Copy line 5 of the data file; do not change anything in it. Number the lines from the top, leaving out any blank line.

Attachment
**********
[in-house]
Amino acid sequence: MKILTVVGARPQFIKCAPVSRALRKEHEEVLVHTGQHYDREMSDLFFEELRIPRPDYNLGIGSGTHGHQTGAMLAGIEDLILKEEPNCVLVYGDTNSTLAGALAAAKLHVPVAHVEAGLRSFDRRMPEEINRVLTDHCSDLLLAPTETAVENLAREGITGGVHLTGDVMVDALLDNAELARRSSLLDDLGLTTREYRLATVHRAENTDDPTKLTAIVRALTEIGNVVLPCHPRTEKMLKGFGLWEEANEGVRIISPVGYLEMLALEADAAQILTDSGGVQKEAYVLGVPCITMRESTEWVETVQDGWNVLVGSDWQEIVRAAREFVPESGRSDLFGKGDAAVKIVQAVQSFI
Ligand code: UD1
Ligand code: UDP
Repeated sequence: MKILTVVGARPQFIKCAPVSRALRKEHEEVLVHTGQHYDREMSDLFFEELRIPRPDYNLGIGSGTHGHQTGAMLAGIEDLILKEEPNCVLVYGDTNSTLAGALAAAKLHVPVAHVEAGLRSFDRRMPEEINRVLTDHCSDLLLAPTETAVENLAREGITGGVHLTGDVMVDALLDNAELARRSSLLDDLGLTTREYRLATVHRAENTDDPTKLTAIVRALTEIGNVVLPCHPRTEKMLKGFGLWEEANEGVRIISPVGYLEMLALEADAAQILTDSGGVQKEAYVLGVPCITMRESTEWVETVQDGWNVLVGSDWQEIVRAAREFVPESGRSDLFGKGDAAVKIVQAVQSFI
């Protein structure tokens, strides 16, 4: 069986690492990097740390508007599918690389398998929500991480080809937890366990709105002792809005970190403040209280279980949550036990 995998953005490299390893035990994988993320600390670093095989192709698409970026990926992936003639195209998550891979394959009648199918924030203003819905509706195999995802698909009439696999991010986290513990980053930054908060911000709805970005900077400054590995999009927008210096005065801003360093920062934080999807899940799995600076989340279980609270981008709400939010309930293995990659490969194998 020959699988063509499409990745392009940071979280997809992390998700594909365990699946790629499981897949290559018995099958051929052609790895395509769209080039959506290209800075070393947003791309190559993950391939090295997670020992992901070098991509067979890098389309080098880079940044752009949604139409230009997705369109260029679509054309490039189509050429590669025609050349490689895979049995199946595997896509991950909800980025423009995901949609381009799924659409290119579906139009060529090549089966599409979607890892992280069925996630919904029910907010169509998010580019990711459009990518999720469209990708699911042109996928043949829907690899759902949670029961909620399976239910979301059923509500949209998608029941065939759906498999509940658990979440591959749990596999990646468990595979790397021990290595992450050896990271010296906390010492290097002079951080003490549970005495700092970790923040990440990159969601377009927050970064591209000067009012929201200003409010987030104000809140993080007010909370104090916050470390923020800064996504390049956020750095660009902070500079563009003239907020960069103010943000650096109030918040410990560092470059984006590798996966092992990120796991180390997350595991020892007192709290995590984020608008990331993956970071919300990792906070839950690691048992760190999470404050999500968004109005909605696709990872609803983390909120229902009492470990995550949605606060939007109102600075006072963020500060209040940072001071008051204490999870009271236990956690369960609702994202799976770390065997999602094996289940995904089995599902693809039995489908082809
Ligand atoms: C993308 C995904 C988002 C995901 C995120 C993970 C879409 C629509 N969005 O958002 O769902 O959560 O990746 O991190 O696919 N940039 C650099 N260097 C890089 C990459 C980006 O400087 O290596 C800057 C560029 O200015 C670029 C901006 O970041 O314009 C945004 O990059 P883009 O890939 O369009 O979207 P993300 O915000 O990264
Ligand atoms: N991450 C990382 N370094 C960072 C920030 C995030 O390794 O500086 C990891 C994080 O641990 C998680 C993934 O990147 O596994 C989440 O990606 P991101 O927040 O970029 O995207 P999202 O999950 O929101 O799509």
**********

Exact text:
Repeated sequence: MKILTVVGARPQFIKCAPVSRALRKEHEEVLVHTGQHYDREMSDLFFEELRIPRPDYNLGIGSGTHGHQTGAMLAGIEDLILKEEPNCVLVYGDTNSTLAGALAAAKLHVPVAHVEAGLRSFDRRMPEEINRVLTDHCSDLLLAPTETAVENLAREGITGGVHLTGDVMVDALLDNAELARRSSLLDDLGLTTREYRLATVHRAENTDDPTKLTAIVRALTEIGNVVLPCHPRTEKMLKGFGLWEEANEGVRIISPVGYLEMLALEADAAQILTDSGGVQKEAYVLGVPCITMRESTEWVETVQDGWNVLVGSDWQEIVRAAREFVPESGRSDLFGKGDAAVKIVQAVQSFI